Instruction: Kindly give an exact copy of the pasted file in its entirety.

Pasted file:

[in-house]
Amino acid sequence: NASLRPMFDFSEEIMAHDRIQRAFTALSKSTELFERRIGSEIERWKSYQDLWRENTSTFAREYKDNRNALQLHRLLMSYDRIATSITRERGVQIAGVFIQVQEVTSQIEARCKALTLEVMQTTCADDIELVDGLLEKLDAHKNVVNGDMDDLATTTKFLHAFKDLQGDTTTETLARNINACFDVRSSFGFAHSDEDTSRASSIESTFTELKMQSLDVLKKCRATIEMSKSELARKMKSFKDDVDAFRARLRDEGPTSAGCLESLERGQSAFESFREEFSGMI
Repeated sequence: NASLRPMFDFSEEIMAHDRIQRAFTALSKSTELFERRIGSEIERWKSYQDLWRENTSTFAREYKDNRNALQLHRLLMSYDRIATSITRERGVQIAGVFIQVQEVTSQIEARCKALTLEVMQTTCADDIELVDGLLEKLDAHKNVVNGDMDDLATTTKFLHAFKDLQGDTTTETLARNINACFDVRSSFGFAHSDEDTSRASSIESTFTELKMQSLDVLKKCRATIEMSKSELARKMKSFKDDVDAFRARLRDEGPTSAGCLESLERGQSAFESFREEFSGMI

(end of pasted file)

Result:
[in-house]
Amino acid sequence: NASLRPMFDFSEEIMAHDRIQRAFTALSKSTELFERRIGSEIERWKSYQDLWRENTSTFAREYKDNRNALQLHRLLMSYDRIATSITRERGVQIAGVFIQVQEVTSQIEARCKALTLEVMQTTCADDIELVDGLLEKLDAHKNVVNGDMDDLATTTKFLHAFKDLQGDTTTETLARNINACFDVRSSFGFAHSDEDTSRASSIESTFTELKMQSLDVLKKCRATIEMSKSELARKMKSFKDDVDAFRARLRDEGPTSAGCLESLERGQSAFESFREEFSGMI
Repeated sequence: NASLRPMFDFSEEIMAHDRIQRAFTALSKSTELFERRIGSEIERWKSYQDLWRENTSTFAREYKDNRNALQLHRLLMSYDRIATSITRERGVQIAGVFIQVQEVTSQIEARCKALTLEVMQTTCADDIELVDGLLEKLDAHKNVVNGDMDDLATTTKFLHAFKDLQGDTTTETLARNINACFDVRSSFGFAHSDEDTSRASSIESTFTELKMQSLDVLKKCRATIEMSKSELARKMKSFKDDVDAFRARLRDEGPTSAGCLESLERGQSAFESFREEFSGMI